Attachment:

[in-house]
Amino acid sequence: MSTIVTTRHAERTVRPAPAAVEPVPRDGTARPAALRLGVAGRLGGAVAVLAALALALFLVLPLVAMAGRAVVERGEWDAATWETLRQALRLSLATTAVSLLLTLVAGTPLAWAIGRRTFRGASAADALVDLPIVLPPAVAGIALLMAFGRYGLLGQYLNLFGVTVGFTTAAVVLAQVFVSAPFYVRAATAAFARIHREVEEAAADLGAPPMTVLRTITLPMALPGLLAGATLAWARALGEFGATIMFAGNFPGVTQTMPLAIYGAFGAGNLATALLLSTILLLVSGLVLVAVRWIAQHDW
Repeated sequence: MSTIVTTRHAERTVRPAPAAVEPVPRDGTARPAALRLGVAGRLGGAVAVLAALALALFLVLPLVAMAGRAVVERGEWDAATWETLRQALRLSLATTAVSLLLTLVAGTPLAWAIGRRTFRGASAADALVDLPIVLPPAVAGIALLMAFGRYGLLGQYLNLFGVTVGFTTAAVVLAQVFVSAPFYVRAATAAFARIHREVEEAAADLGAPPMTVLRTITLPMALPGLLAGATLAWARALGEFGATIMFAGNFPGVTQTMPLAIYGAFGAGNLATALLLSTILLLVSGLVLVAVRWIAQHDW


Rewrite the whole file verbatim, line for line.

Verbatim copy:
[in-house]
Amino acid sequence: MSTIVTTRHAERTVRPAPAAVEPVPRDGTARPAALRLGVAGRLGGAVAVLAALALALFLVLPLVAMAGRAVVERGEWDAATWETLRQALRLSLATTAVSLLLTLVAGTPLAWAIGRRTFRGASAADALVDLPIVLPPAVAGIALLMAFGRYGLLGQYLNLFGVTVGFTTAAVVLAQVFVSAPFYVRAATAAFARIHREVEEAAADLGAPPMTVLRTITLPMALPGLLAGATLAWARALGEFGATIMFAGNFPGVTQTMPLAIYGAFGAGNLATALLLSTILLLVSGLVLVAVRWIAQHDW
Repeated sequence: MSTIVTTRHAERTVRPAPAAVEPVPRDGTARPAALRLGVAGRLGGAVAVLAALALALFLVLPLVAMAGRAVVERGEWDAATWETLRQALRLSLATTAVSLLLTLVAGTPLAWAIGRRTFRGASAADALVDLPIVLPPAVAGIALLMAFGRYGLLGQYLNLFGVTVGFTTAAVVLAQVFVSAPFYVRAATAAFARIHREVEEAAADLGAPPMTVLRTITLPMALPGLLAGATLAWARALGEFGATIMFAGNFPGVTQTMPLAIYGAFGAGNLATALLLSTILLLVSGLVLVAVRWIAQHDW